We, the Captains, sat eating nachos in a nearly empty ski lodge in northern Minnesota in July of 2019. Dark wood paneling covered the floor and walls, and carved bears holding signs that said things like “Get Lost” and “Gone Fishin'” stood guard in the corners. I eyed the growing grey clouds out the window while the bartender let us know there was a 400 — “probably even 500!” — pound bear in the area that recently and often helped itself to snacks from the restaurant’s bear-proof trashcans. A few seats down the only other patron in the restaurant, clearly quite a few drinks in, informed us that a bad storm was imminent and we had better not venture back into the woods just yet. “It’s going to be a slammer,” he predicted solemnly and maybe with a touch of schadenfreude, first to us and then once or twice more to his Heineken.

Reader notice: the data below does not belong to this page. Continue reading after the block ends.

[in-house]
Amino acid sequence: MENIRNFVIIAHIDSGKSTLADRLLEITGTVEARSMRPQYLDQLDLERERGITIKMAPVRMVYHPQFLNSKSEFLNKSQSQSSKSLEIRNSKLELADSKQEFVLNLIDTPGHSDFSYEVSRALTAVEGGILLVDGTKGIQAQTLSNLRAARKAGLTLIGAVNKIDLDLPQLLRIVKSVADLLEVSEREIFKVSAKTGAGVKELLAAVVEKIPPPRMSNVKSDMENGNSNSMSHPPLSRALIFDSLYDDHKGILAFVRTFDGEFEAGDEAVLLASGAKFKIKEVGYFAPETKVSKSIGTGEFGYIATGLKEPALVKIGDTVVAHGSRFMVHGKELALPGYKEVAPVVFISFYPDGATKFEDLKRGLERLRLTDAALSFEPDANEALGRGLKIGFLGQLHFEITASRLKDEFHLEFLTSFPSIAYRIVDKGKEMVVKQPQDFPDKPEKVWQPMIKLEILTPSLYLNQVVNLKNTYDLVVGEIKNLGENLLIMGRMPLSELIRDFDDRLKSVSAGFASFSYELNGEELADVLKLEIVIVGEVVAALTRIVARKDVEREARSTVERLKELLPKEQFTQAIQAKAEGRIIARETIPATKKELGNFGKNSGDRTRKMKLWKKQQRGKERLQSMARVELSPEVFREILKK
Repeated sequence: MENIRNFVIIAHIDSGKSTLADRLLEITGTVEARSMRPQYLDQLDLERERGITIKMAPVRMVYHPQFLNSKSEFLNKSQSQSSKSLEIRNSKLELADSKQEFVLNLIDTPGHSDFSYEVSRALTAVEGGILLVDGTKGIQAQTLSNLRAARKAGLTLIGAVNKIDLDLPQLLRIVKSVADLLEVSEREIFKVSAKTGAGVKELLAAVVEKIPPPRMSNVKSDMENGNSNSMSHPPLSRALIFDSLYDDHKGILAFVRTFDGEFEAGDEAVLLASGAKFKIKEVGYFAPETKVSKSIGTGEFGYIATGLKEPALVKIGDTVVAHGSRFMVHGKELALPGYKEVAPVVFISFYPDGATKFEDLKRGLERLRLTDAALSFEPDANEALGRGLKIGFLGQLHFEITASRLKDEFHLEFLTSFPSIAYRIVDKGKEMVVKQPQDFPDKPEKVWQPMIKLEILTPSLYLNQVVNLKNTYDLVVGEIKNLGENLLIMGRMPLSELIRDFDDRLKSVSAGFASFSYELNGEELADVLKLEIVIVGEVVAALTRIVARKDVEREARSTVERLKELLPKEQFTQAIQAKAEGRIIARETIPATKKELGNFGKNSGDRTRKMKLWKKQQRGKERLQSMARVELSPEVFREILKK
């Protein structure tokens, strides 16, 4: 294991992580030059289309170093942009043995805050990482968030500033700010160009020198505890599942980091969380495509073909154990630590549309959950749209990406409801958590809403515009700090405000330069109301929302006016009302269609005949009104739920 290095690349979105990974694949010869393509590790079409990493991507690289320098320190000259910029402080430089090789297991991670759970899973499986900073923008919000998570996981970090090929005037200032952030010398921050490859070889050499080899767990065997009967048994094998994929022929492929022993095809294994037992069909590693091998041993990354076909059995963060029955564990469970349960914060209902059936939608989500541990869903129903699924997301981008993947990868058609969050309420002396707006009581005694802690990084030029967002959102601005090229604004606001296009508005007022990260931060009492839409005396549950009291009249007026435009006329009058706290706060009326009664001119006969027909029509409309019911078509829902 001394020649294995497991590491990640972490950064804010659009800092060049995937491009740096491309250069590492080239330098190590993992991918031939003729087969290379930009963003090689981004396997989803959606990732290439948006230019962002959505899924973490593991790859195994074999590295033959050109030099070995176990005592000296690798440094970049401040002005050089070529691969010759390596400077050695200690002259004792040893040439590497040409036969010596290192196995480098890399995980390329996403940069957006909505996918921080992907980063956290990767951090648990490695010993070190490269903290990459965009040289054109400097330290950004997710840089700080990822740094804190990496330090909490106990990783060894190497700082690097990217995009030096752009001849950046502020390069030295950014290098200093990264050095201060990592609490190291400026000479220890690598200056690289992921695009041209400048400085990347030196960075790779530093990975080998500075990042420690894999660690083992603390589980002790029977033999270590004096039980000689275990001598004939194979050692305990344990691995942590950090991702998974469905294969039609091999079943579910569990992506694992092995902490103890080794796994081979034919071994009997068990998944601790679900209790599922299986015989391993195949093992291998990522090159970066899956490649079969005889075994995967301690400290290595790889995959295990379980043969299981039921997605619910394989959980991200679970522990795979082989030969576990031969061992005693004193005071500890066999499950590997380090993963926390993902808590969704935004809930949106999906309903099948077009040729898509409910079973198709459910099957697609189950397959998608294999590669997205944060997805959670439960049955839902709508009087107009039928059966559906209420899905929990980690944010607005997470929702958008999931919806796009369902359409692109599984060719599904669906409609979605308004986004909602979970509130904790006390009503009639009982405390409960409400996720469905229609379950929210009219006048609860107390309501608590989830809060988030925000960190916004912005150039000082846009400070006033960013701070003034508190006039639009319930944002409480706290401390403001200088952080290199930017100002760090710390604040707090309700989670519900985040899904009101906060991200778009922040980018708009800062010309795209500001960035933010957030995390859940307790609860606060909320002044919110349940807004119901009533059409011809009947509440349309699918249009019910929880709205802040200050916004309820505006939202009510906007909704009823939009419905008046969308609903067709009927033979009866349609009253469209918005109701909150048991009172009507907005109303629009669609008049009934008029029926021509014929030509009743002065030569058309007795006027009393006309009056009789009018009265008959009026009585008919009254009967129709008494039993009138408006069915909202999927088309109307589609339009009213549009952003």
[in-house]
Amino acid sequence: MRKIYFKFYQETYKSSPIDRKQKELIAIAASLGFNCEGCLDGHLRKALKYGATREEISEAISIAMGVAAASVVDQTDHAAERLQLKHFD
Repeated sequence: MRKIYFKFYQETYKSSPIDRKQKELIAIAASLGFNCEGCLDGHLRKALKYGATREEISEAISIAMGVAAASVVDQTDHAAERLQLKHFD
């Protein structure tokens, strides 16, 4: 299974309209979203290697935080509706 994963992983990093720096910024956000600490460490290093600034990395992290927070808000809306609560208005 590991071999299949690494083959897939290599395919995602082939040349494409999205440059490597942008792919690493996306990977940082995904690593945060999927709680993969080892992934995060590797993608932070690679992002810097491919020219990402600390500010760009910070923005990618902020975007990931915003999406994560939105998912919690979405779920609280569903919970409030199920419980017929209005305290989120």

For me there are two variables of nature that feel particularly sinister: bears and lightning. Bears only sometimes, and I can normally logic my way out of the fear. Lightning, inordinately, and the faintest whiff of it sets a course of panicked adrenaline through my veins.
Captain Math paid for the nachos and we headed out. “I can do this!” I said to myself. “It’s an adventure, it might not rain, it might not lightning, it might not thunder, bears aren’t real, I can do this IcandothisIcandothisIcandothis.” It was an unhinged mantra, muttered without any conviction and dissolved without a fight by the first drops of rain.